Life in Writing
"Forgiveness is divine," is an oft repeated slogan, mostly in fortune cookies, but that doesn't mean it isn't true. The wisdom in that statement is self-evident. Although he meant it as a joke, Michelangelo actually adds a fairly wise addendum onto the end of this age-old phrase. Never pay full price for late pizza. You can forgive the delivery man, by trying to understand his reasons for being late, and not holding a grudge, but the pizza company made a promise to deliver the pizza on time and didn't do it. There's a difference between forgiving faults and just allowing bad behavior. If you don't take the time to make the distinction then you'll be one of the poor fools who pays full price, and still doesn't get pizza delivered on time.
This advice isn't universally applicable. There are certainly times when you want to know what odds you're up against, but when we also run into times in our lives when certain things just have to be done, no matter what the odds against us are. When you become a parent, or get diagnosed with cancer, sometimes it's best to be like Han Solo and just ignore the odds. Push through and do whatever you need to do. Don't let statistics weigh you down when you need to succeed.
There's a lot to be said for tenacity. There's also a lot to be said for realism. You shouldn't start up on something you know you can't do, but if you've assessed your goals and decided that you can achieve them, that's when this advice kicks in. Don't turn back once you've started toward your goals. Things can come up that make it harder, you may have to figure out new methods of attaining your goals, but you can never give up, and you can never surrender. Stick to your goals until you achieve them.
And with this week being thanksgiving, when you take a look at the turkey dinner in front of you, and think you can't possibly eat that much, remember to never give up, and never surrender.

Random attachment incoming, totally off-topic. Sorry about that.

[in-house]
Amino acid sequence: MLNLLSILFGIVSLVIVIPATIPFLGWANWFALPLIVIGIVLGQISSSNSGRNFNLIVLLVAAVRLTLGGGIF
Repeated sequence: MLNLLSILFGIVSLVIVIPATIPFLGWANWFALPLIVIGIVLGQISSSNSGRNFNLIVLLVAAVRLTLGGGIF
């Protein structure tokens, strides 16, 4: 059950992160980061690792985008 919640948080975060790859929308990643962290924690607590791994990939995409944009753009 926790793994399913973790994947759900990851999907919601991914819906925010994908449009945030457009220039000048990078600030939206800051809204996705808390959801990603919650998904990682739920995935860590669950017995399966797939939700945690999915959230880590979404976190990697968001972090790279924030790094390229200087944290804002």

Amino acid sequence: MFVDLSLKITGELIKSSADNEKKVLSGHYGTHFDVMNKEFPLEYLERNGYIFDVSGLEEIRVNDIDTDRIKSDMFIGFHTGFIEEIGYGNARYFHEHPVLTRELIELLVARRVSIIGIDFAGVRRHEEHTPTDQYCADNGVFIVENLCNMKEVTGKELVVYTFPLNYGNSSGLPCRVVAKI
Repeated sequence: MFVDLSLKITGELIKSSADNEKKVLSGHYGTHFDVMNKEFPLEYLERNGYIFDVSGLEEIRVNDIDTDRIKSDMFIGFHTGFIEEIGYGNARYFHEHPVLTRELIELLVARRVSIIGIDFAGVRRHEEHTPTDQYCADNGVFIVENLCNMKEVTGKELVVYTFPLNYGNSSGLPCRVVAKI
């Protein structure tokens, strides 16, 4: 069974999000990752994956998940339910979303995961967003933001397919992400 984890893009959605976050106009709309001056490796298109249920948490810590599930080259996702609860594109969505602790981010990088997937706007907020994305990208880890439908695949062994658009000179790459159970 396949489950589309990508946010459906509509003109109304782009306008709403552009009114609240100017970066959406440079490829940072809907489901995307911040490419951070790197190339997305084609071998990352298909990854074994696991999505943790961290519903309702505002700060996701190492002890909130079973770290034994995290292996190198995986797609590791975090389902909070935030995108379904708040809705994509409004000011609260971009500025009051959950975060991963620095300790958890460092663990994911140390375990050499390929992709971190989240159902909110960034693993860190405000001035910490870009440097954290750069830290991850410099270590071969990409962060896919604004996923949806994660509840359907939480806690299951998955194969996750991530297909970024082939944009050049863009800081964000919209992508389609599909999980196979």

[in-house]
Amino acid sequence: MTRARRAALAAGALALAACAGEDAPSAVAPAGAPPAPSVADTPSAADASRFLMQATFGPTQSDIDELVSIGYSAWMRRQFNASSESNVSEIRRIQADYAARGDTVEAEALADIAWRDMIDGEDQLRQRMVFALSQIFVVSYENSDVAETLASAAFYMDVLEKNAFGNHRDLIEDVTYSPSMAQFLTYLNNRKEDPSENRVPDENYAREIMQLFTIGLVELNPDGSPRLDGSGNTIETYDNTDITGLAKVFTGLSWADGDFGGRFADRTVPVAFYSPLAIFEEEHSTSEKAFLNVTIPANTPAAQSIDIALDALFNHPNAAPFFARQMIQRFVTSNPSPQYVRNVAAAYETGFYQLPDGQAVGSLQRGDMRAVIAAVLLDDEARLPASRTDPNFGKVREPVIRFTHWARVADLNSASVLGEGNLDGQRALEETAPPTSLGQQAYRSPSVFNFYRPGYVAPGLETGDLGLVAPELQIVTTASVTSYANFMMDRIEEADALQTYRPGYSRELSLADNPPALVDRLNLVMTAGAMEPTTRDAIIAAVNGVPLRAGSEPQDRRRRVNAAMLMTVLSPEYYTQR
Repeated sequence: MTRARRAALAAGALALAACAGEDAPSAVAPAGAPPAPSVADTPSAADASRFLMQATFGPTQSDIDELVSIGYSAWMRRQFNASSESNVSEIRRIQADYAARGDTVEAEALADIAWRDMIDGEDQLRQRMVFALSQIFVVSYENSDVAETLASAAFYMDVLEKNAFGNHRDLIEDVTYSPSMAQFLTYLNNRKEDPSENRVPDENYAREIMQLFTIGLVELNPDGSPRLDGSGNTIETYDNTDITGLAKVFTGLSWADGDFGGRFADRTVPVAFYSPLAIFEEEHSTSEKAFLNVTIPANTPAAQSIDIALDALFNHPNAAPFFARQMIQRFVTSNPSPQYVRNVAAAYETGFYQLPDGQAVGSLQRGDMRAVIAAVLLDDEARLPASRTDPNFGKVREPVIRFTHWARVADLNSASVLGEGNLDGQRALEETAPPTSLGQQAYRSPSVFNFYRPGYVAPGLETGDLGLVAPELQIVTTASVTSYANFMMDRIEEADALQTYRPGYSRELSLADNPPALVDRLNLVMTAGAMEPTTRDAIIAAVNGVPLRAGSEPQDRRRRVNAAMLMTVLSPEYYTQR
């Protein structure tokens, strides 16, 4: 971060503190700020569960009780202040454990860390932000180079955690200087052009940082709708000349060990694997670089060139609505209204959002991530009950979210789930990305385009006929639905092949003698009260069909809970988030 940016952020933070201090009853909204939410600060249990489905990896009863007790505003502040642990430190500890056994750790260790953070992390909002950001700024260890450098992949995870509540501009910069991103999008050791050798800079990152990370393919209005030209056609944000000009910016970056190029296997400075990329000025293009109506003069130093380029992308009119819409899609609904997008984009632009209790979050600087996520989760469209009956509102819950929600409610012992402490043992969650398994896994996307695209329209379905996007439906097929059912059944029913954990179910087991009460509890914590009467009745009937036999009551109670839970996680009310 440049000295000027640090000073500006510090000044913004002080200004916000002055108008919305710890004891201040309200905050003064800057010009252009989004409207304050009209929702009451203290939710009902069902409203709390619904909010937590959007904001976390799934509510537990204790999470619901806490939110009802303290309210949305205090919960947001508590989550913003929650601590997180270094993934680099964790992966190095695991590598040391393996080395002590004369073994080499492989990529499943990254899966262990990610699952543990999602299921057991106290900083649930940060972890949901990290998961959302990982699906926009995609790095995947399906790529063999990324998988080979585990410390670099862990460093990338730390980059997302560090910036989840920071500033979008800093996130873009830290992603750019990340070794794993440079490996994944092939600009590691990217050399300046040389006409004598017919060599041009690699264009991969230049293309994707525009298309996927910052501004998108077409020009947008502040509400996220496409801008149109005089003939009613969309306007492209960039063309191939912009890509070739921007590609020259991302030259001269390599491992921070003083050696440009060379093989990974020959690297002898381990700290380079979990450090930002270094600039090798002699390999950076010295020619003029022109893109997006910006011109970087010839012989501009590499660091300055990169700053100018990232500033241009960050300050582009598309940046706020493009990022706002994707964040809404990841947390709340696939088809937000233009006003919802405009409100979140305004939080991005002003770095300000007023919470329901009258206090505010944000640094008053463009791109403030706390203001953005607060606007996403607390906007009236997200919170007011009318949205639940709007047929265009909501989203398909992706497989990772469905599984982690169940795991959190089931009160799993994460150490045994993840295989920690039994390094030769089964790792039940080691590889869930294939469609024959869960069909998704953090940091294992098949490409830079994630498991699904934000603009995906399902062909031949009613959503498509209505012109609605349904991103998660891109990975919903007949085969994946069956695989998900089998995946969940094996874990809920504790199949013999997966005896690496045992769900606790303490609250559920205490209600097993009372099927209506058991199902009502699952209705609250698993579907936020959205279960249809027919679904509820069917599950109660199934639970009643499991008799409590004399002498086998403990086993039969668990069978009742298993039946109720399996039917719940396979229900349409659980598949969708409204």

You often hear, even sometimes on this blog, about the shades of gray involved in morality. That fuzzy area between right and wrong, where things get mixed up. Choices that you would normally say are good are suddenly bad. But it's important to note that those shades of gray are the exception in our decision making. For about nine out of every ten decisions we make, the right answer is pretty clear-cut. We have a tendency as humans to start thinking that we are the exception to the rule in every situation we come across.
The fact of the matter is that most of the time we claim ourselves as the exception when we simply aren't. We rationalize our wrong-doing, telling ourselves that we're not bad people, we're just one of the few people who are in the right by doing something generally considered to be morally reprehensible. It's important to note that such situations do exist. There's a time to lie, a time to steal, and even a time to kill. But if we're really honest with ourselves, most of us have never been in a situation where those things were actually the right things to do. We've just convinced ourselves that they were. The fact is that most of the time, things are the way that Super Man sees them, and once we remove our own rationalizations from the equations, the distinction between right and wrong really isn't hard to make.
Isn't it funny, how some of the very wisest words come from shows intended for children? In this case Uncle Iroh from Avatar the Last Air Bender really drops some impressive wisdom on us. All of us have a tendency when we feel ashamed to think that doing something to be proud of is the cure. It's normal to think such a thing, but pursuing anything just as a means to no-longer feel ashamed is a sure-fire way to make ourselves feel worse. Because just as Iroh says, pride is the source of shame. The truth is that the only cure for shame is humility. Admit your mistakes and seek to make them right. Only then can you find yourself free from both pride and shame and find real happiness.
There are a lot of opportunities to sell out in this life. You can cheat on your test to pass a class, or lie in a job interview to get hired. You may not always have a chance to become a king, but a lot of times you'll have a chance at success if you just do something a little less than moral. Sometimes you'll even get away with things, at least for while. But it's impossible to be happy and know that you aren't good. You'll never be proud of passing a class knowing that you cheated to do it, and you'll never truly be proud of your new job knowing that you lied to get it, and you'll never be happy as a king knowing that you aren't a good man. Cheating your way to success can be a real temptation, but remember that it will never bring you happiness.
Daniel M. Quilter is the author of A Soul Divided. On this blog he'll interview other authors, review books, share nerd wisdom from popular sci-fi and fantasy, and occasionally share his insights on writing. See a list of his works or see what he's working on.
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